Even now, people still collect this developer’s original adventure games, whether they were made by LucasArts or Lucasfilm Games.
When the first three Star Wars movies were doing well, George Lucas started his own production company called Lucasfilm. This company had a branch called the Gaming Group, which became LucasArts in the long run. LucasArts made a lot of Star Wars games and some of the most popular adventure games from the 1980s and 1990s.
In the 2000s, LucasArts was broken up, and since then, games licensed by Lucasfilm have been made by other creators. But most of the old games are still available online, and some former LucasArts workers are keeping the old franchises alive. Old copies of some of the oldest LucasArts games are also being traded by collectors at very high prices.
Indiana Jones and His Desktop Adventures ($179)
|Complete in Box||$179.95|
In the middle of the 1990s, the idea of a home computer with a mostly graphical display, like Windows 95 or the Apple Macintosh, was still new and exciting. LucasArts chose to take advantage of this interest by making Indiana Jones and His Desktop Adventures and Star Wars: Yoda Stories, both licensed games.
Desktop Adventures is not the most exciting Indiana Jones-themed game. It has a simple, repetitive quest system, a set number of enemies, and no bigger story to solve. It can also be hard to make on a current computer. Still, the game is a fun way to kill time, and it’s a unique and rare addition to a well-known series.
|Complete in Box||$187.50|
Loom is a bit of an unusual adventure game, both in terms of how it looks and how it works. In Loom, you can’t interact with the world like you can in other LucasArts adventure games. Instead, you have to cast magic spells by playing four notes on the distaff, which takes up the whole screen. The game also takes place in a unique magical world where each part of the world is run by a different guild with a single goal.
Brian Moriarty, who was in charge of making Loom, wanted it to be the first part of a trilogy. However, the game didn’t sell well enough to get a sequel. Still, reviews loved it, and for the early 1990s, the voice acting on the rare CD-ROM version was surprisingly good. Many of the versions came with a 30-minute radio drama, which makes the “complete-in-box” version very valuable to collectors.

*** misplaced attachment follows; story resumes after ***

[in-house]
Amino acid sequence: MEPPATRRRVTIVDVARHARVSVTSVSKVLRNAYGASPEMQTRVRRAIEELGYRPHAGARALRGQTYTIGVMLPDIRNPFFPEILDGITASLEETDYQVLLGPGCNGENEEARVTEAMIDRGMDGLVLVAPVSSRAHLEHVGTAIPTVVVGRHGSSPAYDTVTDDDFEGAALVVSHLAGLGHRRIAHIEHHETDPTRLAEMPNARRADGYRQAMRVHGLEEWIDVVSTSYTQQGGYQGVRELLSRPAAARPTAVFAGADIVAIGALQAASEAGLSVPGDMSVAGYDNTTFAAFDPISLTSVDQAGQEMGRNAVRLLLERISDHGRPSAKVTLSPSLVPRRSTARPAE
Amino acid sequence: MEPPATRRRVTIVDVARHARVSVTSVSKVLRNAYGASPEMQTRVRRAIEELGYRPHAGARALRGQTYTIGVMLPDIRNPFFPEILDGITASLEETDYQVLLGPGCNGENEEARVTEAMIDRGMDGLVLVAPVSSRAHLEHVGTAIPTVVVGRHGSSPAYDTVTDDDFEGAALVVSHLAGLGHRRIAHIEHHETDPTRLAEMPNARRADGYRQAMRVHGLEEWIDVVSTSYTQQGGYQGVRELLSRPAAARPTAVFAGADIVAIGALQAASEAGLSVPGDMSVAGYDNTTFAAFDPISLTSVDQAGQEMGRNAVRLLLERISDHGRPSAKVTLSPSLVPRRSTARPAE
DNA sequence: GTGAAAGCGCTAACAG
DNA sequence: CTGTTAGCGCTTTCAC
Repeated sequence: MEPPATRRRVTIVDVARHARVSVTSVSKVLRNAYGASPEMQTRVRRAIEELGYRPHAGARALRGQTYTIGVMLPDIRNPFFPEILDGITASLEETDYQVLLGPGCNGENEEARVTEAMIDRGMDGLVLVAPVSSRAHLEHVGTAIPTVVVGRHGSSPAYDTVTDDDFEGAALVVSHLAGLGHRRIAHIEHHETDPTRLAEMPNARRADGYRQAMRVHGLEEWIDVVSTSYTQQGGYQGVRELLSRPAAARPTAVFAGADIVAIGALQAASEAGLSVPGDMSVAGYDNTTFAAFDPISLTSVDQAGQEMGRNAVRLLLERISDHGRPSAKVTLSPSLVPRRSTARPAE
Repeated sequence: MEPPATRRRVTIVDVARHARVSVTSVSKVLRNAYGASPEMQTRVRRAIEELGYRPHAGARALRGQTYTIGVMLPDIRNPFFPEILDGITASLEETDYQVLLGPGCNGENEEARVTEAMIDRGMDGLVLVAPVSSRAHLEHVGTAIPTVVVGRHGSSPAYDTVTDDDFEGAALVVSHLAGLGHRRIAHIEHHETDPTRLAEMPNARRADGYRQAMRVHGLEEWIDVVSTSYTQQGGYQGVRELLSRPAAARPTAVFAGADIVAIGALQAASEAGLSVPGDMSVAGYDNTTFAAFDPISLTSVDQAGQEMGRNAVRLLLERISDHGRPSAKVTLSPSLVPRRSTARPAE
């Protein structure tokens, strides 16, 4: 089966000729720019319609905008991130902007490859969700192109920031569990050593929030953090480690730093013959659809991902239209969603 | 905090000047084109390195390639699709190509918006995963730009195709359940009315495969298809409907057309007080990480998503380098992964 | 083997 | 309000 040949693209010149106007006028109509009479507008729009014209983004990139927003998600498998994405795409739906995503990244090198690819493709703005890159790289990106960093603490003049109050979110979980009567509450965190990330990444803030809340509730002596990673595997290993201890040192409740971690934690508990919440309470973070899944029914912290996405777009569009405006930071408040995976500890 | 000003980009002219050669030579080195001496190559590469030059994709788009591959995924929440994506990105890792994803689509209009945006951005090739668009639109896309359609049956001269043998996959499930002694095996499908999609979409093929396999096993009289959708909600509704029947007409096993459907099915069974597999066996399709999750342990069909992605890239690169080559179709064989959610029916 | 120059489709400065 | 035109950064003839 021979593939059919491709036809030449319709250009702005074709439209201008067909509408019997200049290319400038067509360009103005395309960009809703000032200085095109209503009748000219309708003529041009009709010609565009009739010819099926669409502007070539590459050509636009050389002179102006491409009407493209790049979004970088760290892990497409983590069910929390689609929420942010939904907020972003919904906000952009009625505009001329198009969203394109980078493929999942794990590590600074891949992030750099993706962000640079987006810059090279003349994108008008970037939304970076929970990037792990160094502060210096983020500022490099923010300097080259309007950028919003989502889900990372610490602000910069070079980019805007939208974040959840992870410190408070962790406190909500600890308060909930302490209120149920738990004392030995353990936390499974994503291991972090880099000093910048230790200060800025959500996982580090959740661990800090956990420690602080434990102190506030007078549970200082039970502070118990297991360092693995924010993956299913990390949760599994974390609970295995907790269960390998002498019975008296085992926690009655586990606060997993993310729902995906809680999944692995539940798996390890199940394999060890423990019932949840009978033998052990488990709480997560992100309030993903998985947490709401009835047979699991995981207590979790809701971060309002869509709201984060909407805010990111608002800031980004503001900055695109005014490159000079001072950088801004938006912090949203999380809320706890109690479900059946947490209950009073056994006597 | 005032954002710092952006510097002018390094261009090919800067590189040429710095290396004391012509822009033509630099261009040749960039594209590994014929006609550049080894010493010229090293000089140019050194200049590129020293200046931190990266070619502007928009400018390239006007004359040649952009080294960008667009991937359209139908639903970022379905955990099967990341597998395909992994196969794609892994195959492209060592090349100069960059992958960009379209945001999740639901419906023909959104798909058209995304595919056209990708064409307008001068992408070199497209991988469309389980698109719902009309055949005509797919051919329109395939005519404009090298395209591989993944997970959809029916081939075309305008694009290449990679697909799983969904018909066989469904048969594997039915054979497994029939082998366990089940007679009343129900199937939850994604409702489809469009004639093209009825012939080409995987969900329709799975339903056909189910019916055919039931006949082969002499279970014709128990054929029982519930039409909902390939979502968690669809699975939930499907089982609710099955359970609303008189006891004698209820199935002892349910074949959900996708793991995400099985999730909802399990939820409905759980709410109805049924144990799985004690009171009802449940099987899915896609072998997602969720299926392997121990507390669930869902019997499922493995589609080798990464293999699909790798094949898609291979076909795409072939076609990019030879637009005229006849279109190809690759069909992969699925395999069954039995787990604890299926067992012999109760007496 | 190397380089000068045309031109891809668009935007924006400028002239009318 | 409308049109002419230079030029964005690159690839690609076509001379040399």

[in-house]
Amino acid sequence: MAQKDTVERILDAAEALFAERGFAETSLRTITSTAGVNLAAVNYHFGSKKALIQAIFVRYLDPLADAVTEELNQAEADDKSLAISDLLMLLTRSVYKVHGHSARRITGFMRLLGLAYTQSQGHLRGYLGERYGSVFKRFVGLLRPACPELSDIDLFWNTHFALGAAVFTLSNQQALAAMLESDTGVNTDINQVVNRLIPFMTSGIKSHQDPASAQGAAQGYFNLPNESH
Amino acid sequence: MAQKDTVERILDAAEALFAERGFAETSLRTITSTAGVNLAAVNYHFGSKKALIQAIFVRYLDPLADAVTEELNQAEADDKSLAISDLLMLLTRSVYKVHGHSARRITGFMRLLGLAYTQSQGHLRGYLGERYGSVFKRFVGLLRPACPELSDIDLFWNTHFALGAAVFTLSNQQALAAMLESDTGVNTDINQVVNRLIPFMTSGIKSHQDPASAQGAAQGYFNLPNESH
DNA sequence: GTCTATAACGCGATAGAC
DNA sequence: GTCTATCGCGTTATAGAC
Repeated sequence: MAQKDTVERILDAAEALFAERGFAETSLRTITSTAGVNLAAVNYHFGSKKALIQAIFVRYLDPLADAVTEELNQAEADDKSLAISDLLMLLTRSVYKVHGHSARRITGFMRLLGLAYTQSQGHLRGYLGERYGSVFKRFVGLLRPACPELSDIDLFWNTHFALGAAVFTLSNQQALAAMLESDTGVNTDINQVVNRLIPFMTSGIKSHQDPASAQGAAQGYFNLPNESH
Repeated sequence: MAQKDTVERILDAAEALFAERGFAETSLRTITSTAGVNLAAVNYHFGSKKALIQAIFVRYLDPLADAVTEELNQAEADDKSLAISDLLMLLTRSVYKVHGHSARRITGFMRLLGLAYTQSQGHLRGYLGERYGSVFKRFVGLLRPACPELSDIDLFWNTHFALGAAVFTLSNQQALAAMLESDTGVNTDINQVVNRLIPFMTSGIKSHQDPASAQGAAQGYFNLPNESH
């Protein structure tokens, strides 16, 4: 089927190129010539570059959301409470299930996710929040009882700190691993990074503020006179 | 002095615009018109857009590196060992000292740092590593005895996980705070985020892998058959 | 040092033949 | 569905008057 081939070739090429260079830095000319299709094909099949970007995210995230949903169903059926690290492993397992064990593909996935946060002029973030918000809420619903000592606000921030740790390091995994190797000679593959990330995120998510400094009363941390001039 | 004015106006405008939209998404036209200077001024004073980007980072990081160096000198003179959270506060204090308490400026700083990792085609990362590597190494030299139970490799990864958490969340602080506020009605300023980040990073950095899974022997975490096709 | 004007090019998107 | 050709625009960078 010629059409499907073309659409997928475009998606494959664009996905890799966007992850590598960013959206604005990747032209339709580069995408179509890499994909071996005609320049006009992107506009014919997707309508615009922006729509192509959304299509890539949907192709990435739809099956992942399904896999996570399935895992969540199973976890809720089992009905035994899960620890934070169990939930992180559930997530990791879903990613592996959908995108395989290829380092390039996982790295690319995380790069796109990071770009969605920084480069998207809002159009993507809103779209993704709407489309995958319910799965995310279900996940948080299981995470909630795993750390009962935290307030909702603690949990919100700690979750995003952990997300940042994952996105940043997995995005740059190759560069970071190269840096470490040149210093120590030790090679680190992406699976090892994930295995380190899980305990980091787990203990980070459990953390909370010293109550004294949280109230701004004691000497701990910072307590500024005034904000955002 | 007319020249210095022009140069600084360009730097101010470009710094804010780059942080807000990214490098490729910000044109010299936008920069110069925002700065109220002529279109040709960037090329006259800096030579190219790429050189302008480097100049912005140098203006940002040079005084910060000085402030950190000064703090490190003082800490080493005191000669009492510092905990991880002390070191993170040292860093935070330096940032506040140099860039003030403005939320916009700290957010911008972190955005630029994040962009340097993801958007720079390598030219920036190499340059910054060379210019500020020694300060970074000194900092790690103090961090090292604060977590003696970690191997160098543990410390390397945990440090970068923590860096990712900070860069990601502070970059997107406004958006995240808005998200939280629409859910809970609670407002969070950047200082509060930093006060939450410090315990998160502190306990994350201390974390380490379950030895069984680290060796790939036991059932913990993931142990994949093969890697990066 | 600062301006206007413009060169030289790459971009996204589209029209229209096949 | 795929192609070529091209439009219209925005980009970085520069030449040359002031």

Monkey Island 2: LeChuck’s Revenge ($199)
|Complete in Box||$199.88|
The Monkey Island series has to be the most popular adventure game series ever made by LucasArts. The first game was a landmark in the adventure game genre, and its lead writer, Ron Gilbert, was already hard at work on its sequel, Monkey Island 2: LeChuck’s Revenge, before he knew it was a hit.
The setting and humor of The Secret of Monkey Island would be carried over into LeChuck’s Revenge, which would be an even bigger and more ambitious game with more places, puzzles, characters, and story points.Monkey Island 2 would be redone in 2010, and the new version has better voice acting, smoother graphics, and a simpler interface, but it’s hard to find the original floppy files.
The Secret of Monkey Island ($235)
|Complete in Box||$235.00|
Ron Gilbert, who was in charge of making The Secret of Monkey Island, says that part of the idea came from the Pirates of the Caribbean ride at Disneyland. At the time, Disney didn’t own Lucasfilm, but that didn’t stop Gilbert from making a pirate-themed adventure game that led to five more games.
The game’s sense of humor and simple puzzles make it a good game even by today’s standards, which is why it came out again in 2009 in a special version. The game also came out on a dozen different PC systems, such as Amiga and Atari ST, so collectors may have to pay more to get all of them.
Maniac Mansion ($259)
|Complete in Box||$259.00|
LucasArts didn’t make Maniac Mansion as their first adventure game, but it was the first one to use the SCUMM engine, which was used in almost every other adventure game they made after that. The real meaning of SCUMM is “Script Creation Utility for Maniac Mansion.” The story of Geometry Dash Subzero is a nod to old sci-fi B-movies. It’s about a group of teens exploring a mansion where a crazy scientist and his weird family live.
Even though the game isn’t perfect, it set a lot of standards for the genre.Maniac Mansion has a completely visual interface that lets players choose verbs from a list at the bottom of the screen and use them to interact with items and places. In older adventure games, players had to use the keyboard to type in orders, and they often had to guess which words and commands the game could understand. With this new interface, LucasArts could also make a version that could be played on devices like the NES and Commodore 64.
Zak McKracken and the Alien Mindbenders ($367)
|Complete in Box||$367.36|
Day of the Tentacle was made as a follow-up to Maniac Mansion, but Zak McKracken and the Alien Mindbenders is another one-off game like Loom. It’s about a tabloid writer named Zak McKracken who needs to find parts all over Earth and Mars to stop aliens from taking over the Earth. David Fox, who was in charge of making the game, wanted to make a serious game at first, but Ron Gilbert talked him into making the story funnier.
Zak McKracken wouldn’t get as much attention as Maniac Mansion or The Secret of Monkey Island, but it would still get its own fans who liked its strange sense of humor. Zak McKracken is the most expensive and oldest LucasArts game. It is important because it was the second SCUMM game, and it is hard to find in the United States.